Director/adaptor Neil Bartlett.

AF: What were the challenges posed by adapting Camus’ 1947 novel to the stage?

Bartlett: Ironically, some might argue that, by featuring a number of voices, you improve on the novel, which is told from the heroic Dr Rieux’s point of view. For me the biggest challenge was not to invent anything; I wanted every word that the audience hears in the course of the evening to be by Camus. And that’s what I’ve done — it says Camus on the poster, and Camus is what you get. His writing is astonishing – he knows exactly when and how to hone in on a detail (a rat, a child, an uncompleted sentence) and exactly when to pull out to the bigger picture (love, rage, pain).

AF: What plays or playwright influenced your adaptation? Did any of Camus’ plays or scripts by other absurdist playwrights guide your choices?

Bartlett: My great heroes are Pinter (for economy) and Racine ( or the intensity and the power of the chorus). I also think I had The Wooster Group’s version of The Crucible somewhere in my mind. That said, this is my seventeenth adaptation for the stage (and my tenth from a classic French original) so I also have my own box of tricks.

AF: Critic John Sturrock thought that the “earnest didacticism” of The Plague has not worn well. Why do you disagree?

Bartlett: I don’t see the book as didactic at all – and my adaptation certainly isn’t. I think Camus is an artist of questions, not of answers.

AF: Do you feel that you have mitigated the narrative’s earnestness? There is very little humor in Camus’ book or in your adaptation. Though there death scenes, particularly of a child, that evoke horror.

Bartlett: I wouldn’t say earnestness — though I think maybe some literary critics want to pin on that label, because of their preconceptions about Camus’s politics (which by the way, were fiery and idiosyncratic ). I’d prefer the word passion — and maybe compassion. I don’t think anyone comes to a show called The Plague for a Friday night laugh — but then laughter isn’t the only way of having your heart strengthened after dark.

AF: What should a theater company keep in mind when producing your script? (You directed the premiere 2017 production.) Your staging is minimalist, no longer set in Camus’ specific city and time period (the Algerian coastal town of Oran). How much freedom does a company have in its approach?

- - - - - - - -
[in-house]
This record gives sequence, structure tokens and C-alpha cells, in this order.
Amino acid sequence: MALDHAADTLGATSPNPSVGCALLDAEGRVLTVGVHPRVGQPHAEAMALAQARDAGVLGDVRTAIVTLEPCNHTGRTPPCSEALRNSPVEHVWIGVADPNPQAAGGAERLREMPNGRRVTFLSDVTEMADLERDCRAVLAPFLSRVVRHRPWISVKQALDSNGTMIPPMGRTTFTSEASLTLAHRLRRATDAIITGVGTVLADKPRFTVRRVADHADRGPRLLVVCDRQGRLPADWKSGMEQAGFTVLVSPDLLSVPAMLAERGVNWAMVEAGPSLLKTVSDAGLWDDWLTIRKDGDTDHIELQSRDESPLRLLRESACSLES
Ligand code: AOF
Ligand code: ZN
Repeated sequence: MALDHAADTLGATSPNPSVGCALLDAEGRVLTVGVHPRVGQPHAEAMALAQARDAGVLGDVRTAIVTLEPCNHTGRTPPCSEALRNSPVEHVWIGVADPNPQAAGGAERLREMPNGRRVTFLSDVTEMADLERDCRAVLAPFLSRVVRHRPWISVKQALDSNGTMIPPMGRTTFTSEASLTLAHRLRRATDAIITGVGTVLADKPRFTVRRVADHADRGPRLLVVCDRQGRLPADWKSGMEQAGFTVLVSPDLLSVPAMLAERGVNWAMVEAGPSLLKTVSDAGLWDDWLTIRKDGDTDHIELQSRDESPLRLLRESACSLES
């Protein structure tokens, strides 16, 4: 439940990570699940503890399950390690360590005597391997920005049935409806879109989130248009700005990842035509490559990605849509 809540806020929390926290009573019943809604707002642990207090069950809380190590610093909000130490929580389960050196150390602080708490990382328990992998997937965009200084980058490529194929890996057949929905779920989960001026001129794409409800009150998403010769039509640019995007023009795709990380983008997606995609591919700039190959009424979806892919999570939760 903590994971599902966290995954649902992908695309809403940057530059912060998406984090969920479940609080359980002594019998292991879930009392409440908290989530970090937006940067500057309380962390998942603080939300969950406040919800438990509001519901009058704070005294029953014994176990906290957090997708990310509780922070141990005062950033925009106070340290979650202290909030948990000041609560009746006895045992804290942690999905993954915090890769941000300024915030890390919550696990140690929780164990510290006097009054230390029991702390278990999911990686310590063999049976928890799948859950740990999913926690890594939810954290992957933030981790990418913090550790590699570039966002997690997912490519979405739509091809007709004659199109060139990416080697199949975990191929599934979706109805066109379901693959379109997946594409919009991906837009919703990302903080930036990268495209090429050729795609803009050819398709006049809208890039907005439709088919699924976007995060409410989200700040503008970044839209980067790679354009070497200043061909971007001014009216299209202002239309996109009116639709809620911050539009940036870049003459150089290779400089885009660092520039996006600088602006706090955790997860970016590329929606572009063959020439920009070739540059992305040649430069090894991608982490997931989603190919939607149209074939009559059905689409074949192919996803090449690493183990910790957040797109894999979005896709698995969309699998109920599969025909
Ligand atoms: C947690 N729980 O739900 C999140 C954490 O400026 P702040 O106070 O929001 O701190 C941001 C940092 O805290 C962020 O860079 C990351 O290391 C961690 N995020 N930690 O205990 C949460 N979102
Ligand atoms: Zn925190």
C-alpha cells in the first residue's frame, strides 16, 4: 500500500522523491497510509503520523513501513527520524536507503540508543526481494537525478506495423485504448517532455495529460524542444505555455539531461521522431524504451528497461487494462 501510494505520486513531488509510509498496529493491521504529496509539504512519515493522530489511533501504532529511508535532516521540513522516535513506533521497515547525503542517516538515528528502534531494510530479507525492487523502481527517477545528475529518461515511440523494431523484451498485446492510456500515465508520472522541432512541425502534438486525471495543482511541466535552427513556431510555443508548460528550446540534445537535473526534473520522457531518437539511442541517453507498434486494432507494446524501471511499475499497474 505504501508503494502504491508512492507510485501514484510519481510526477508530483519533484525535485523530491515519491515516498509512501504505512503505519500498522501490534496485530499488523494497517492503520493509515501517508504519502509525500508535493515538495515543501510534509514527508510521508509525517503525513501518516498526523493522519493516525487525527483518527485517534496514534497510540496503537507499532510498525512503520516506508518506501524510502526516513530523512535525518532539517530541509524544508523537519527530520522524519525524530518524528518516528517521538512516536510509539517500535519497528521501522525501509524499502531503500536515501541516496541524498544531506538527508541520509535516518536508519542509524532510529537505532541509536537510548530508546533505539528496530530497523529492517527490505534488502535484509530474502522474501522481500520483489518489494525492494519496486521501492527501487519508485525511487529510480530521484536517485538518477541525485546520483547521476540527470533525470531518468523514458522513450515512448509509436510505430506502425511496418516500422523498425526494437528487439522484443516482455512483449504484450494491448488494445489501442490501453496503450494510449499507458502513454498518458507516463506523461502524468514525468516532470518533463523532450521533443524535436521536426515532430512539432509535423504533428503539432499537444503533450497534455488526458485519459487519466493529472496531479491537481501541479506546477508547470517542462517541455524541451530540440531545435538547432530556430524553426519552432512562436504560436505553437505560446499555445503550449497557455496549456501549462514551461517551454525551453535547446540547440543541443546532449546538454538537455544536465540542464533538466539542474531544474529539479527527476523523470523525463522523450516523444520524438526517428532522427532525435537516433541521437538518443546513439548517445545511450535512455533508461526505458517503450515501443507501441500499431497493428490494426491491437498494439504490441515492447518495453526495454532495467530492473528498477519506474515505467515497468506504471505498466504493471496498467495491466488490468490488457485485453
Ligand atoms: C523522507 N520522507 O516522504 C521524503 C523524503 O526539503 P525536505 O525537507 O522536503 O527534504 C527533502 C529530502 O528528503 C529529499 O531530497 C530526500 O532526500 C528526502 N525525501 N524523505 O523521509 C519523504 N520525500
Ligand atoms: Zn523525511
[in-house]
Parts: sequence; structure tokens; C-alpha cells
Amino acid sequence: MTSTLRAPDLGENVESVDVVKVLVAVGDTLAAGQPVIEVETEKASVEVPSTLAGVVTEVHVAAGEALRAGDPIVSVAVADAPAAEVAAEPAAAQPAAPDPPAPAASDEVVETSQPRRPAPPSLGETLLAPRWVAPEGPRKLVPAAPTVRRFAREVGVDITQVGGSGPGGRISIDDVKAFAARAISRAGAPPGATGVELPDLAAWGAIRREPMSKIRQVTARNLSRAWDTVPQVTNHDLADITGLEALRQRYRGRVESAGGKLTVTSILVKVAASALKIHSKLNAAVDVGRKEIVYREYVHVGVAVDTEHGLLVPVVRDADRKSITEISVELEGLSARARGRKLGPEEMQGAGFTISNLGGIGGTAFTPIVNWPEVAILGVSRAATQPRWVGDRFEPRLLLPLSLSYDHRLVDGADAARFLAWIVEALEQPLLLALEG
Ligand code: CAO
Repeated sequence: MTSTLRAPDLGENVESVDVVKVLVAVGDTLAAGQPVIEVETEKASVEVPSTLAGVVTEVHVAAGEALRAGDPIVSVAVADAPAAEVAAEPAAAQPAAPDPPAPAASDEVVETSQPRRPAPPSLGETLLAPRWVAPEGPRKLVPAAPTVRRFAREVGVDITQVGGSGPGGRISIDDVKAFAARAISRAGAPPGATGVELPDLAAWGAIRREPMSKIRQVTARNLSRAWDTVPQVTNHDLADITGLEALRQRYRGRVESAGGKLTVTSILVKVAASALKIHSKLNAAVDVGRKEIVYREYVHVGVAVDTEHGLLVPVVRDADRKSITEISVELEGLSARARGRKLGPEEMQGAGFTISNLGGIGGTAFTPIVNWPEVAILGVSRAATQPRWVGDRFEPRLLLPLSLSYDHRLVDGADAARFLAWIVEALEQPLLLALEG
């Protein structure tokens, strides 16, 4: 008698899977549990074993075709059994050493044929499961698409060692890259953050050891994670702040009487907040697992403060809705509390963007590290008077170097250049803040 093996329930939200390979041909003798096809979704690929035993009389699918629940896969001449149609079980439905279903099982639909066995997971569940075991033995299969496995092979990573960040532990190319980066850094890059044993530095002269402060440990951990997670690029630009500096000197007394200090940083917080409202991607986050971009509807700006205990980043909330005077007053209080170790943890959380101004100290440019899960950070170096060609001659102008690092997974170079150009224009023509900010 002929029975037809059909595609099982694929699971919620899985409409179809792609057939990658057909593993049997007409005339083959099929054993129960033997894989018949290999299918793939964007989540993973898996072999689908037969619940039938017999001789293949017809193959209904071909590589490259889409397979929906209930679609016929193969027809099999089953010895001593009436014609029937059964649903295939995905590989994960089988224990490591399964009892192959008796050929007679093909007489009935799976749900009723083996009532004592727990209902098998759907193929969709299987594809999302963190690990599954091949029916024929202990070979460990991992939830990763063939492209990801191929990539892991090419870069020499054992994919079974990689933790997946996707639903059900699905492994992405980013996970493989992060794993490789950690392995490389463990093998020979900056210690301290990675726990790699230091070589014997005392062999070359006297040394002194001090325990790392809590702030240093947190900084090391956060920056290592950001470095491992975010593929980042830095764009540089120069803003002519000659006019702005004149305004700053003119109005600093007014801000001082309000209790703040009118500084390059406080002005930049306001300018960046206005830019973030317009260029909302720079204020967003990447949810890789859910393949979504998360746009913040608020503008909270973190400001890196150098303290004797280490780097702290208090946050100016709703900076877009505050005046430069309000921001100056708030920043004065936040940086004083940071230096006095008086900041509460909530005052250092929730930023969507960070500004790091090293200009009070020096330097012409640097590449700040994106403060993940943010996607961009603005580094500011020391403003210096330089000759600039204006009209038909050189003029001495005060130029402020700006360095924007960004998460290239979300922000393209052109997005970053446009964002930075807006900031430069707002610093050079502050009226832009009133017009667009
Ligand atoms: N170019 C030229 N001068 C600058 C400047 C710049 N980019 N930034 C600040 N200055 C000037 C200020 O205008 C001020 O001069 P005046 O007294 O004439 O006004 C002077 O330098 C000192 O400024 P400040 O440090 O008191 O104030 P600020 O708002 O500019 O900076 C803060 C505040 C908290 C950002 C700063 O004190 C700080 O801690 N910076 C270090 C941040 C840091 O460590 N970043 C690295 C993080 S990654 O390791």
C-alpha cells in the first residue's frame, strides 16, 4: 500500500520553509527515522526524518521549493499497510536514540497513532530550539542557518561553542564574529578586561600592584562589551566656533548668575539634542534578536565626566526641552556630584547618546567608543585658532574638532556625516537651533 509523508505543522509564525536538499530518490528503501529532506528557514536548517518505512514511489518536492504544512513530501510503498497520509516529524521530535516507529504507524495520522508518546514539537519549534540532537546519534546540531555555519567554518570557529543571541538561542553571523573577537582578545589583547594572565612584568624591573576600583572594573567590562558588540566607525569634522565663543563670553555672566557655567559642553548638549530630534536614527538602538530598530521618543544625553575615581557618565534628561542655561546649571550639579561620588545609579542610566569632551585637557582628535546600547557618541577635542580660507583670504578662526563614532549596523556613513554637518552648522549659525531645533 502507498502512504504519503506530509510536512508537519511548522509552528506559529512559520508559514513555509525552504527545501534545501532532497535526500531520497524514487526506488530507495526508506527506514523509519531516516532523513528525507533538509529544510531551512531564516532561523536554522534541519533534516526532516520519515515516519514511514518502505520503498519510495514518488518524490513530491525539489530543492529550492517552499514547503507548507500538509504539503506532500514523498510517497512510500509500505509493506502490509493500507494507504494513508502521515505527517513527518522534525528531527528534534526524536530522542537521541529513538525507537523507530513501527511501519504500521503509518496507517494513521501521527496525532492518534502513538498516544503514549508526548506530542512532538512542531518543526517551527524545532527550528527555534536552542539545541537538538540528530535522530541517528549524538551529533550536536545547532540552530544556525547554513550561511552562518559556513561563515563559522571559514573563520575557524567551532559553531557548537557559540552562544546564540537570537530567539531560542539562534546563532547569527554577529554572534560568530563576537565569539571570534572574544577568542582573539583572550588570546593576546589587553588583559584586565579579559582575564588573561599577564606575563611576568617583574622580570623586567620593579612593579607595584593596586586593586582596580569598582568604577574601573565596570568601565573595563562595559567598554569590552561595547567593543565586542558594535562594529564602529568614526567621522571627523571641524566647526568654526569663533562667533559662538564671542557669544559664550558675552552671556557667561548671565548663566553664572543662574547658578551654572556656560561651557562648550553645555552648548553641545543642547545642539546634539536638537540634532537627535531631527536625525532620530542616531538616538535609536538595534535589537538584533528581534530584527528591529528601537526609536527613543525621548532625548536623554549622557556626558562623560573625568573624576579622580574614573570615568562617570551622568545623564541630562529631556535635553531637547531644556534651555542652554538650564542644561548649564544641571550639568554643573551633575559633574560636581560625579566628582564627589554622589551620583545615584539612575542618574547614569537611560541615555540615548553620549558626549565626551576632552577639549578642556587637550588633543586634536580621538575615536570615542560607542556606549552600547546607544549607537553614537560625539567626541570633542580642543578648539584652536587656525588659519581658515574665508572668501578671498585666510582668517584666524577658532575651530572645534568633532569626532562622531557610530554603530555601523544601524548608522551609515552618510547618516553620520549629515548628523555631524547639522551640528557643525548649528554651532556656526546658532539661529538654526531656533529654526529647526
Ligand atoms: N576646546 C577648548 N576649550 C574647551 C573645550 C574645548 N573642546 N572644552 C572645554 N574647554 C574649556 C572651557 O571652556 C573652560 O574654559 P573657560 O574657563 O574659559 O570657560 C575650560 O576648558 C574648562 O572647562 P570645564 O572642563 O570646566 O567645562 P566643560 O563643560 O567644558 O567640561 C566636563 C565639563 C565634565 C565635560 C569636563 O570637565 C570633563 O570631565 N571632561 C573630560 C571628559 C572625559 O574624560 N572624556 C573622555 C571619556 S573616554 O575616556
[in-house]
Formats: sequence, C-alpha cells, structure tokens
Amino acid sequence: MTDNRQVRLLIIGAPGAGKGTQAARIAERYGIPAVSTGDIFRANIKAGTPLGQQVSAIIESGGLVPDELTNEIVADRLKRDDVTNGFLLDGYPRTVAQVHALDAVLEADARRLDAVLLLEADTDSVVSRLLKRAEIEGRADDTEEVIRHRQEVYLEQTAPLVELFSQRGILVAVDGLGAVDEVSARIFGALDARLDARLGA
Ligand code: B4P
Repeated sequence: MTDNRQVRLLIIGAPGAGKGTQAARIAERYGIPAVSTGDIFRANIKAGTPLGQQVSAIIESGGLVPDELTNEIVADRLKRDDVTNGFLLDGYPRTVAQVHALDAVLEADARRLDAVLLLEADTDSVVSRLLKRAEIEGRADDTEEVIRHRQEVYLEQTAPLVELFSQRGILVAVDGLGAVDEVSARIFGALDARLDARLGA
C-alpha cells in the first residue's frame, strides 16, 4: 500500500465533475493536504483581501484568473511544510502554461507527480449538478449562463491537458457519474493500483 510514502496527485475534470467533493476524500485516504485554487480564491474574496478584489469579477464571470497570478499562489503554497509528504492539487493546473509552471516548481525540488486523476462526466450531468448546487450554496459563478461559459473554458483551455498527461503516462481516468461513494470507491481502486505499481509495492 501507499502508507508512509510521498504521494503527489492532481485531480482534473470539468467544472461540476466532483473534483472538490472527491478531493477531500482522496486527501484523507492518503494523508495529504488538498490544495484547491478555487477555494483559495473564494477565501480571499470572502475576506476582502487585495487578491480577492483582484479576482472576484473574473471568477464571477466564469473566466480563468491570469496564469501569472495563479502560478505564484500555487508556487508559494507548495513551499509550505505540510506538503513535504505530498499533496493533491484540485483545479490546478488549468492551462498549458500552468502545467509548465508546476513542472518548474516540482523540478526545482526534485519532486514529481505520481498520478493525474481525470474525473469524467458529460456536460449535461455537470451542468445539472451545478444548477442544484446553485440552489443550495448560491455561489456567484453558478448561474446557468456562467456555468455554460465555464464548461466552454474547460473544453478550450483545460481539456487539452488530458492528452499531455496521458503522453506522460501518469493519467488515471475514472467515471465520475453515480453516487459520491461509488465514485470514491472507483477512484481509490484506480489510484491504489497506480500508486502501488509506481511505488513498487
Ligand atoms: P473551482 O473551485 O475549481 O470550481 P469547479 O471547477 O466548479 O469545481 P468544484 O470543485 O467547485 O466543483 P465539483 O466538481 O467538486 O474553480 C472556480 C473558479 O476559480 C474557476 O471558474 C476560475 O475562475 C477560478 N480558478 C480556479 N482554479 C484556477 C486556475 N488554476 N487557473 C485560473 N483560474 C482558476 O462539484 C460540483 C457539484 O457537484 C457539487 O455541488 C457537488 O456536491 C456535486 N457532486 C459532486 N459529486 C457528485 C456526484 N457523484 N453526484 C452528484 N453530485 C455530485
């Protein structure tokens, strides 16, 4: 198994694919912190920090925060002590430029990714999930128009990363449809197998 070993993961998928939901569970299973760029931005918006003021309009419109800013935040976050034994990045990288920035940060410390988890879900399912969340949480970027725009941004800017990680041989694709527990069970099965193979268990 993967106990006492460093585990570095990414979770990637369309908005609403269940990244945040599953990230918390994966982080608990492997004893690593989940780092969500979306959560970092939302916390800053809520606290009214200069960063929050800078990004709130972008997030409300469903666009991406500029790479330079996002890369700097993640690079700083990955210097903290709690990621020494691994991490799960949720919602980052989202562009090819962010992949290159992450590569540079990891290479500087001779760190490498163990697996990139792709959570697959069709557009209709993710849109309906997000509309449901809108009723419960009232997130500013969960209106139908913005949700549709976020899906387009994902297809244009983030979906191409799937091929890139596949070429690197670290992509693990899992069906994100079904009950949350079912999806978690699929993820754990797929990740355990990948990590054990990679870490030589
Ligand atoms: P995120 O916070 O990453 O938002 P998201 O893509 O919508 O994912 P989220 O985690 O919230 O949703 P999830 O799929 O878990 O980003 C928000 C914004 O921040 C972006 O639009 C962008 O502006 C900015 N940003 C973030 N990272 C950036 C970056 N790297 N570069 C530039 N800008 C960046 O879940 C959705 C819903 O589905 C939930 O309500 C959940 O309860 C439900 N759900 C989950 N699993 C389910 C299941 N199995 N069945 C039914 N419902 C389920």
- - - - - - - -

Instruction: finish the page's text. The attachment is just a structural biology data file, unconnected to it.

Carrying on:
Bartlett: When I give permission for a company to direct one of my scripts, then I expect (and encourage) them to do it totally their way. The only thing I suggest with this one is that there should be no literal or graphic presentations of the plague itself. By all means go for the jugular emotionally, but remember that the plague itself is all there in the words. And remember that the main limitation of Camus’s original novel is that all the protagonists are white, and male. In my original London production, they weren’t. I think that matters

AF: Some believe that the Camus’ novel supplies a vision of the absurd — “man’s metaphysical dereliction in the world.” Do you think the story you tell is optimistic?

Bartlett: Whether the show is optimistic or not for me to say, but is for each and very audience member to decide for themselves as the lights come up at the end of the show. Personally I find the bravery of some of the characters very challenging, and very inspiring.

Bill Marx is the editor-in-chief of The Arts Fuse. For over three decades, he has written about arts and culture for print, broadcast, and online. He has regularly reviewed theater for National Public Radio Station WBUR and The Boston Globe. He created and edited WBUR Online Arts, a cultural webzine that in 2004 won an Online Journalism Award for Specialty Journalism. In 2007 he created The Arts Fuse, an online magazine dedicated to covering arts and culture in Boston and throughout New England.